By MDN Staff 

A University of Missouri agriculture expert says the wet weather of early summer followed by a lack of rainfall in the fall has hurt pumpkin production in the state.

“It’s worse than having a drought year. At least in a drought year we can water, whereas this year was so wet for so long that we’re having things there’s just nothing there and at the end of the year there’s just nothing to water,” said Tim Reinbott, superintendent of the University of Missouri Bradford Research Center. “So it’s just been a big disaster, really.”

Reinbott said the price for a pumpkin is almost double the cost of last year.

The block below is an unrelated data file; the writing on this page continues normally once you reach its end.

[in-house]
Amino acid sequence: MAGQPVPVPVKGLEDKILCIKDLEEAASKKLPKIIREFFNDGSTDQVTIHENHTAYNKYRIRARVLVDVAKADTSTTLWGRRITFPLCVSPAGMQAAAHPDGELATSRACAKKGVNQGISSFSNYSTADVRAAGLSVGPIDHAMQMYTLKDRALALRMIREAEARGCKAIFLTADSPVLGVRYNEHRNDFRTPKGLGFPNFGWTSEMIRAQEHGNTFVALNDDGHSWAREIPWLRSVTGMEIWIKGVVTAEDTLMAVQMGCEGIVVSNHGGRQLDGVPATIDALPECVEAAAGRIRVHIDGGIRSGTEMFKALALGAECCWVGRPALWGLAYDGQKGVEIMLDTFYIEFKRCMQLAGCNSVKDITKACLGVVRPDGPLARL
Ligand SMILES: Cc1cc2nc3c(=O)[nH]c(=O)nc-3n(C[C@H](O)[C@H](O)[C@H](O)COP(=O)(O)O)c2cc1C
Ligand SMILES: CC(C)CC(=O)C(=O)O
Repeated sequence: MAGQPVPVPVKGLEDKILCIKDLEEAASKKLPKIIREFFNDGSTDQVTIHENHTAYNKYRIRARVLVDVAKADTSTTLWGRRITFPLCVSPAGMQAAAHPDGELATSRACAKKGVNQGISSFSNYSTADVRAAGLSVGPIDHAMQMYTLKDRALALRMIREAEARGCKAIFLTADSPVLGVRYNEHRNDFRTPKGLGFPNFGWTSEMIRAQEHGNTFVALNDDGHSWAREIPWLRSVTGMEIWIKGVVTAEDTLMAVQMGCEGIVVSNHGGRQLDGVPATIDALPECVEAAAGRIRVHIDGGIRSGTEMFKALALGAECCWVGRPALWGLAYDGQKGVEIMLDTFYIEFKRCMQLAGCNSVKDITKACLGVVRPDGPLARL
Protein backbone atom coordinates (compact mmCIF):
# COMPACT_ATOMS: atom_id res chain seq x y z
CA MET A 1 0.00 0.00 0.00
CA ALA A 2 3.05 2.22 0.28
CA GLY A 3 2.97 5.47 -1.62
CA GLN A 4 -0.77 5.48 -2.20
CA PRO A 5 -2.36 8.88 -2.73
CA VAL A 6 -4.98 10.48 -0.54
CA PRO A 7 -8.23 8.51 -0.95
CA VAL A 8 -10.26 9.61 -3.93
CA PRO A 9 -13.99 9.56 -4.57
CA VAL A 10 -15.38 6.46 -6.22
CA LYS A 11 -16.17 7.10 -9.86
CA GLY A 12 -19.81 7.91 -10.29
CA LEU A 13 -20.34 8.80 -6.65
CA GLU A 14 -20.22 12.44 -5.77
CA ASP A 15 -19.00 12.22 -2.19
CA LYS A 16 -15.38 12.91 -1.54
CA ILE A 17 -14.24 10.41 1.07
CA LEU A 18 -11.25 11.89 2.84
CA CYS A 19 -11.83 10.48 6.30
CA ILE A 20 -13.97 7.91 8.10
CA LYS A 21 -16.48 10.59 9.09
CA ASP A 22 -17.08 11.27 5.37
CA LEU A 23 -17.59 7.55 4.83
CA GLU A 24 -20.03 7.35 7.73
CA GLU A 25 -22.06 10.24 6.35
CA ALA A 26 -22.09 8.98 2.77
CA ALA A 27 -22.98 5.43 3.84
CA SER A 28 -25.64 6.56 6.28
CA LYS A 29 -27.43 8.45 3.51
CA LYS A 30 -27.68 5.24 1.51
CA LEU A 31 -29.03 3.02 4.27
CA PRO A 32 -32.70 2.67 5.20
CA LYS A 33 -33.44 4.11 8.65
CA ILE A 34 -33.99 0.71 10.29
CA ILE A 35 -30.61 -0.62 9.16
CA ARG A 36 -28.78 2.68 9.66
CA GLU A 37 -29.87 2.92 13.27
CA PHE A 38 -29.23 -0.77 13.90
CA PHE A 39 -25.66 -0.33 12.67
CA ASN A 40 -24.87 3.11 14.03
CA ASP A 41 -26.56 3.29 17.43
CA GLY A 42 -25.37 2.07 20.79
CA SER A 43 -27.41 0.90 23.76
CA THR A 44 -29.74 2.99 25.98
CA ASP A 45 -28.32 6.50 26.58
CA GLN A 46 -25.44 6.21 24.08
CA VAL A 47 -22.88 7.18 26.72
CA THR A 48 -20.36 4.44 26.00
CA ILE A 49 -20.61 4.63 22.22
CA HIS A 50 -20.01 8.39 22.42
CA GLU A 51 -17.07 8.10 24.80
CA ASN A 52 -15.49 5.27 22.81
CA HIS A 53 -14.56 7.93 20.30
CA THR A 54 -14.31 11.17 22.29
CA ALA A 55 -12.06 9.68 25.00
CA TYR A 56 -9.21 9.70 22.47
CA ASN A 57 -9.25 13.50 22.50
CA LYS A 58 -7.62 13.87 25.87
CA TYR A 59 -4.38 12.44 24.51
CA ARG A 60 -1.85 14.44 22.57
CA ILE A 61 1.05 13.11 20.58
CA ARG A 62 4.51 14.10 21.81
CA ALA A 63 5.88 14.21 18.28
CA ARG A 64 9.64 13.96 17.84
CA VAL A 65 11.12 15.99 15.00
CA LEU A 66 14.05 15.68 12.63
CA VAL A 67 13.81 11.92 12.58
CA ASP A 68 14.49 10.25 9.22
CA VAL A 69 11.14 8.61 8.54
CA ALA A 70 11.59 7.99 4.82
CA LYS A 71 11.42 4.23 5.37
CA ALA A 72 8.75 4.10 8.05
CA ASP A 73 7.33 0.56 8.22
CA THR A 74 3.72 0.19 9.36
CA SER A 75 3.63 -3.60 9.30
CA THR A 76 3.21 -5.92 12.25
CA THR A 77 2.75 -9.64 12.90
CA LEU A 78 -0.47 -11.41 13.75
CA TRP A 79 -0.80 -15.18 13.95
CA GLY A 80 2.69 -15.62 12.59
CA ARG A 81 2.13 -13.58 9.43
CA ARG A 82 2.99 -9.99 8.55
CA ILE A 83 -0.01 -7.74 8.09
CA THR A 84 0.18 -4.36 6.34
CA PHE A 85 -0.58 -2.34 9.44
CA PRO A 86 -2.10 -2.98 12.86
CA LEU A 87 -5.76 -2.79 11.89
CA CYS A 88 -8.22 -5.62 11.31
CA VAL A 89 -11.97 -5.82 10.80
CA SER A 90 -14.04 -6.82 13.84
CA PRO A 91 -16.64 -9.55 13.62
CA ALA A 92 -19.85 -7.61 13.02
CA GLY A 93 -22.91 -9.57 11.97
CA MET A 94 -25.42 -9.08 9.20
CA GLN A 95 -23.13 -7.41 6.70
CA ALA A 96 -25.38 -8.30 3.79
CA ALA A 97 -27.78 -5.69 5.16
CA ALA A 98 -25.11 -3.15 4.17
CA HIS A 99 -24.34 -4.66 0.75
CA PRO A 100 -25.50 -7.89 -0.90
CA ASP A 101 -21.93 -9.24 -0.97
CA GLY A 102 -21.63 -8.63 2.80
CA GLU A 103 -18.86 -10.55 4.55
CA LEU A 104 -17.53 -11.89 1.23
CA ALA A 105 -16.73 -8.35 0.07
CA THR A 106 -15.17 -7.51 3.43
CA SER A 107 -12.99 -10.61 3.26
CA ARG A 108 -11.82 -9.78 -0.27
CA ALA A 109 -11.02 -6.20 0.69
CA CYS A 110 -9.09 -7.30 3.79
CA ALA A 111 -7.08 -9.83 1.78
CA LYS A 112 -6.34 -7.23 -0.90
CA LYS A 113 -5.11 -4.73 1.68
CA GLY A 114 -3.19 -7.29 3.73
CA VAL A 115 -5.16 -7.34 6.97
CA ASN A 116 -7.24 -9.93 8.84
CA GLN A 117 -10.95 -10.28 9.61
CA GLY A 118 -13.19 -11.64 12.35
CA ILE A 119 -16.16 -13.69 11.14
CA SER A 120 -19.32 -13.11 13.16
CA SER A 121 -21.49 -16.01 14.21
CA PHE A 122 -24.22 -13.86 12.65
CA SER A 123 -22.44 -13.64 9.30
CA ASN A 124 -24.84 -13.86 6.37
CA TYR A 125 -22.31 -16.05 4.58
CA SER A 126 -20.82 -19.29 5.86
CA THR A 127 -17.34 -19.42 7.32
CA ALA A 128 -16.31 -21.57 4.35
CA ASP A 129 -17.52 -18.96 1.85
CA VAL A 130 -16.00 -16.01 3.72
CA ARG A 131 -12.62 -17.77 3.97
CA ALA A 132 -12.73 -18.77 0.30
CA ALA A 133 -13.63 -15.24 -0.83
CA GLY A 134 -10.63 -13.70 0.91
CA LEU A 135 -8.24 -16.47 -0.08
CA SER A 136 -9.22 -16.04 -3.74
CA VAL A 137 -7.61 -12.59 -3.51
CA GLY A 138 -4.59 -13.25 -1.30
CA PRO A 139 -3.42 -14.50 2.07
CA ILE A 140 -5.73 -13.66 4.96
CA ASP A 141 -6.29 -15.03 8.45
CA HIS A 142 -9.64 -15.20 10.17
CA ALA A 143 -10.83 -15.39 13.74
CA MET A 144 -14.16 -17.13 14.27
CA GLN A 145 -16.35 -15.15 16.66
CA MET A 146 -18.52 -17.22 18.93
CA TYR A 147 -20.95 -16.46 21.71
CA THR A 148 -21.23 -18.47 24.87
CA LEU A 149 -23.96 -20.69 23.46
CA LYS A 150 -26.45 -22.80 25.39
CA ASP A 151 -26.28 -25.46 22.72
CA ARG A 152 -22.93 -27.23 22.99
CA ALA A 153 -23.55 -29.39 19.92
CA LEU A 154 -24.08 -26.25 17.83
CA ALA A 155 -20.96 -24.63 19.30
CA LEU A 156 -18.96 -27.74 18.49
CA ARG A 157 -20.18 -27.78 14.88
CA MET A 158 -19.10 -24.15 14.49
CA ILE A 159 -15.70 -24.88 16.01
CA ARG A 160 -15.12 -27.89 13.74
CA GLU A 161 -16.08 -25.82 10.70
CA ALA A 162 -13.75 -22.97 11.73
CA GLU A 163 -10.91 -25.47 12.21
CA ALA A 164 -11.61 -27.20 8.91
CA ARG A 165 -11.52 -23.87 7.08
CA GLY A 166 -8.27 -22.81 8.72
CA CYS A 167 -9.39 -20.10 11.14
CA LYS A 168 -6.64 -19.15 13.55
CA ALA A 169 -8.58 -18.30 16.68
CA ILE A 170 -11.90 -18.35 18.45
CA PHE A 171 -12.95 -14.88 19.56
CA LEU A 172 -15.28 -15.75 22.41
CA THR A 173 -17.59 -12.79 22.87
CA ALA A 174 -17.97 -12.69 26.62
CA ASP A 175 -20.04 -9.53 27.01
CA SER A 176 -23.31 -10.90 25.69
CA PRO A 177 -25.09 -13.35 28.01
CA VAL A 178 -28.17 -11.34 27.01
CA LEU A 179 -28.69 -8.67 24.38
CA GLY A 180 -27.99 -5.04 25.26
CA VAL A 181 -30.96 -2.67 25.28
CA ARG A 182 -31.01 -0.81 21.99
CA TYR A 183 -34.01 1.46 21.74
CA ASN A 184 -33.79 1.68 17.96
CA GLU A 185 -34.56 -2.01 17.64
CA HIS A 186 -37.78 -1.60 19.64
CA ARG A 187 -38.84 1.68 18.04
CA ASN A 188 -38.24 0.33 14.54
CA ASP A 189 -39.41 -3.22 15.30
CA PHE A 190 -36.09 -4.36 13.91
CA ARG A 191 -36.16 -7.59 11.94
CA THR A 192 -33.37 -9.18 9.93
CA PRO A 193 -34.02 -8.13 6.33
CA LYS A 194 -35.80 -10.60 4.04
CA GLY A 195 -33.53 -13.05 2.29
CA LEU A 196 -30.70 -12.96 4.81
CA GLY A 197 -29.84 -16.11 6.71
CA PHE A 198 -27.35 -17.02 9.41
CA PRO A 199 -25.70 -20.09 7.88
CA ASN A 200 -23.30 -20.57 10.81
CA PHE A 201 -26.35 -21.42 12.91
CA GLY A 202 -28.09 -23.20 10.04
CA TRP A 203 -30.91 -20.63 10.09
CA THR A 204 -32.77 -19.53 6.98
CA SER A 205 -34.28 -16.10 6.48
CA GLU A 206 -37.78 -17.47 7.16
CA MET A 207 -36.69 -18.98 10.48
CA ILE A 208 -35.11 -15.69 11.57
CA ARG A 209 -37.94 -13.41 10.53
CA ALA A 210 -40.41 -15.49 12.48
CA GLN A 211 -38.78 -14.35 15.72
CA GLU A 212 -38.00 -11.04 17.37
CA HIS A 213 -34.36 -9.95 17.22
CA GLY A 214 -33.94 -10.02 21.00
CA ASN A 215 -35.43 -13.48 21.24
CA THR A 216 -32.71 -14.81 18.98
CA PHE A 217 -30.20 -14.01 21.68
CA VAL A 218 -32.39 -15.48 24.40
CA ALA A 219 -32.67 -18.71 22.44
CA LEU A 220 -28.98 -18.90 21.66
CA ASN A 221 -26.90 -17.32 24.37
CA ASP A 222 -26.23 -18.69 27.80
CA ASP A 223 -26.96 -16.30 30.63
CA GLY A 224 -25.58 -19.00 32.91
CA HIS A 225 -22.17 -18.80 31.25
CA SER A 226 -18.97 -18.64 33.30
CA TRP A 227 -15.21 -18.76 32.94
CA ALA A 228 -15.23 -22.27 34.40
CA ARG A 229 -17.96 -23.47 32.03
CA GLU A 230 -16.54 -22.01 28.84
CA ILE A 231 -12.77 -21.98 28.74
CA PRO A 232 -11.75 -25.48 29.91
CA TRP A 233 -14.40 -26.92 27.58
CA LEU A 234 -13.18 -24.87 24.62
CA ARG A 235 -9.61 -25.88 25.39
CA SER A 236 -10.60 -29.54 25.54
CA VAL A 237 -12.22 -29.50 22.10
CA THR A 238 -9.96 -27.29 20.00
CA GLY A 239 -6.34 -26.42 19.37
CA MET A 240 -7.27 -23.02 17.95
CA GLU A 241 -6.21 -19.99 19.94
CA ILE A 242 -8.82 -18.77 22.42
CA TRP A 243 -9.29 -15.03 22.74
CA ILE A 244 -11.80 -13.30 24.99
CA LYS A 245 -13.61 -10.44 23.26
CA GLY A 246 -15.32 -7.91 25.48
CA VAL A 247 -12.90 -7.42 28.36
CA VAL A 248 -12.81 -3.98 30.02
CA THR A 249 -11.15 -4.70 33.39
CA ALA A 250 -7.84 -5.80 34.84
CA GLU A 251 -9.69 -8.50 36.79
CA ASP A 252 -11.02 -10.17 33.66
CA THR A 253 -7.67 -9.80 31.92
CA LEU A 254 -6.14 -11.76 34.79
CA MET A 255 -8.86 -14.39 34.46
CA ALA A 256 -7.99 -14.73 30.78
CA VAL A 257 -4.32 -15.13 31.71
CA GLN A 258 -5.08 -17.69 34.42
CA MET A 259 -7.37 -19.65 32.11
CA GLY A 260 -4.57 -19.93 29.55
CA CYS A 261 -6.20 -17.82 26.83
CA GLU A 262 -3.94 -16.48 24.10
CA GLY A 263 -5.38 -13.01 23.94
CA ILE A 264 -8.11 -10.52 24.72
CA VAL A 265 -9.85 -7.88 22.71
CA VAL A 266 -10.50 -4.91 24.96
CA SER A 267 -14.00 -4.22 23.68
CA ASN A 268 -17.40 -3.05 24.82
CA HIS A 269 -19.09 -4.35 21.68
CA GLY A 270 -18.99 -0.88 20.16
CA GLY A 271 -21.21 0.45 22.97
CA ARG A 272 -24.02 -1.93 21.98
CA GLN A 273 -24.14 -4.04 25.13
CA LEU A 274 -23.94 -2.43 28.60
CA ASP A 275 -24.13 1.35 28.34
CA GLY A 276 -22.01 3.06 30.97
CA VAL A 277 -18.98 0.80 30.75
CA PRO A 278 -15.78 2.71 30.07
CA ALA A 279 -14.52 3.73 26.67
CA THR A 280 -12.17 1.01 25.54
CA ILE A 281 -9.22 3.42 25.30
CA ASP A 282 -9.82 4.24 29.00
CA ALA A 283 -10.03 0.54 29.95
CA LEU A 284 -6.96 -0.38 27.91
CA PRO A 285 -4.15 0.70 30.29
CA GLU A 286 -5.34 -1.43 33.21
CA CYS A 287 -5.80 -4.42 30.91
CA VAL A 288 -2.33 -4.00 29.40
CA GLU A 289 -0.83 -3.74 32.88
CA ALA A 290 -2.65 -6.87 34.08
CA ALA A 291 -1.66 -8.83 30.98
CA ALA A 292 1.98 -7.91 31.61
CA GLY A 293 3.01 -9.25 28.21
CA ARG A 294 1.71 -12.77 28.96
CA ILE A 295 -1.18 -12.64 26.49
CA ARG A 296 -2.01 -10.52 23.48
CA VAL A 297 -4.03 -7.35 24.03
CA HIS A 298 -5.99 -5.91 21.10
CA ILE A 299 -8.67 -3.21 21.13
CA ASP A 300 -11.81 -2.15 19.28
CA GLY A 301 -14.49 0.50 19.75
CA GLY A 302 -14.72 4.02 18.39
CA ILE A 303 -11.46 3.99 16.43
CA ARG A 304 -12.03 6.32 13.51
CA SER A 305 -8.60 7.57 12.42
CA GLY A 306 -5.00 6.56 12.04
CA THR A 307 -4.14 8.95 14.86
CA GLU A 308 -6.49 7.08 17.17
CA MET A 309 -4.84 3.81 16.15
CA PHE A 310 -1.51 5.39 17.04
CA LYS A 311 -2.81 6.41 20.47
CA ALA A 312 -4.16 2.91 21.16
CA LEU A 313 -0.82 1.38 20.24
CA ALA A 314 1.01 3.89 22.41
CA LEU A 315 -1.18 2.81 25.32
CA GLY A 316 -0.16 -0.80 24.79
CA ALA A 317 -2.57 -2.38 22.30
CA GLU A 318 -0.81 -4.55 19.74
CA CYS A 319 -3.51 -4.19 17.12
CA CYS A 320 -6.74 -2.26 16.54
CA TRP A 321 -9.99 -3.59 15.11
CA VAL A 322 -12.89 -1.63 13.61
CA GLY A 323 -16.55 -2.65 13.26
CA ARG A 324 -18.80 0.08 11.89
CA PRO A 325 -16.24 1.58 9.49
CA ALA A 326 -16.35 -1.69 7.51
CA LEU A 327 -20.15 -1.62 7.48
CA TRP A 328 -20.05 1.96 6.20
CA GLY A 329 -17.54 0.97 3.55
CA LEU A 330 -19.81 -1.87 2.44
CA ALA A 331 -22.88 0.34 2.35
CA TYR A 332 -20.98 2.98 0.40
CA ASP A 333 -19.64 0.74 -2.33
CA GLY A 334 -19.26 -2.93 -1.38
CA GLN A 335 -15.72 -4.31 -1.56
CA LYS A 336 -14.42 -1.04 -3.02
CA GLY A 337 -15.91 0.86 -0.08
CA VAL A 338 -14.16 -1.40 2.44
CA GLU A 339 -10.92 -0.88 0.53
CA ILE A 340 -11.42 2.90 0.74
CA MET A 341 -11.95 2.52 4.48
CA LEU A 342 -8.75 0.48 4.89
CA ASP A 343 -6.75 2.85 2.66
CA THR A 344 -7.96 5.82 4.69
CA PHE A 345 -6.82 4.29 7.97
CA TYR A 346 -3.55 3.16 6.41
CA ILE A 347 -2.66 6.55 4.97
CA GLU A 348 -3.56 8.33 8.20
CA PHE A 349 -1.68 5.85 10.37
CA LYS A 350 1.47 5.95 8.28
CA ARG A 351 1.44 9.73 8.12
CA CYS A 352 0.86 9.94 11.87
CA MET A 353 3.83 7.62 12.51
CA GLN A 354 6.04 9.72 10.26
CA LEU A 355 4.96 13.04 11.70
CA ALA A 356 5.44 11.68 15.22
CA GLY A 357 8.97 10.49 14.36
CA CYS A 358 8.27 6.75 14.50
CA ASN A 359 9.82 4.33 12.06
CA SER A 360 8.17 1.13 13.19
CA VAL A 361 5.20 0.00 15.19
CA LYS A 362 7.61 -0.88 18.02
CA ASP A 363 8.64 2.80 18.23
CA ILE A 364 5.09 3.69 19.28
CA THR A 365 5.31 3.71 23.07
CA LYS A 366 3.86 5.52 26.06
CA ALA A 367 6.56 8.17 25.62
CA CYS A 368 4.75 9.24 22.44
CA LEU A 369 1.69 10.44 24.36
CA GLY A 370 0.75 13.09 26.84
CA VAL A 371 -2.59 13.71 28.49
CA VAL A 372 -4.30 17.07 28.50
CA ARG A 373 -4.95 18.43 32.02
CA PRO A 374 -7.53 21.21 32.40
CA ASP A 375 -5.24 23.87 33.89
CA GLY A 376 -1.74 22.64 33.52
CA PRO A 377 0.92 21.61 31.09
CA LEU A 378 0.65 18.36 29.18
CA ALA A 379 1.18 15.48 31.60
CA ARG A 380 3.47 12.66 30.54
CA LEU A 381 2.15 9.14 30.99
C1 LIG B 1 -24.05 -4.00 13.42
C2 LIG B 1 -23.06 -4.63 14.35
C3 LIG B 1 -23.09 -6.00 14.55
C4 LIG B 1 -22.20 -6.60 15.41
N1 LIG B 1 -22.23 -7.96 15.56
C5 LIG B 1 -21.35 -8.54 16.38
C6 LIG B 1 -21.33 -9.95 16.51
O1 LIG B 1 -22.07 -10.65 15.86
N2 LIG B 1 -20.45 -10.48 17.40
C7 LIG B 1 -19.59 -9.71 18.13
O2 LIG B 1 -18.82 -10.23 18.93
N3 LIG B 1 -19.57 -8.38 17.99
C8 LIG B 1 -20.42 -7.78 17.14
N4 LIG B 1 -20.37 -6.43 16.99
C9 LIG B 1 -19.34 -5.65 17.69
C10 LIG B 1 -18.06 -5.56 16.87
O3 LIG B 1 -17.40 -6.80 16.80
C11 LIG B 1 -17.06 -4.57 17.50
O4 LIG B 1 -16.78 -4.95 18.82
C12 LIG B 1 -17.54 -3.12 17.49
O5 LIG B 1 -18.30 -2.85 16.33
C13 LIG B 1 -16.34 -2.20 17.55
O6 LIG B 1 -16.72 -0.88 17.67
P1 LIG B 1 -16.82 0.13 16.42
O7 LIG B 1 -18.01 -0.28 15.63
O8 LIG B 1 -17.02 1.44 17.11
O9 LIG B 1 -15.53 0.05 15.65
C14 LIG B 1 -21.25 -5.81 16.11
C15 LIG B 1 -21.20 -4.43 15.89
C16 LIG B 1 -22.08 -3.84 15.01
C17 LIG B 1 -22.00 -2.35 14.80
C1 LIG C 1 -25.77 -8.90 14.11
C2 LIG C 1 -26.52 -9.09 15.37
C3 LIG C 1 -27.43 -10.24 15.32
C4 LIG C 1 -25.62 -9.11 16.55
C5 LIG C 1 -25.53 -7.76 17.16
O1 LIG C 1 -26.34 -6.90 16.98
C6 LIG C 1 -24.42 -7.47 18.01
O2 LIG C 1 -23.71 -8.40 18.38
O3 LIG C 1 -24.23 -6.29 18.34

“Also, the size is way down this year. I was just out there today and we maybe have two-thirds the size of what we normally have. The late dry weather really affected that,” he said.

One agricultural products store in Jefferson City reported they had to get their pumpkins from outside of Missouri.

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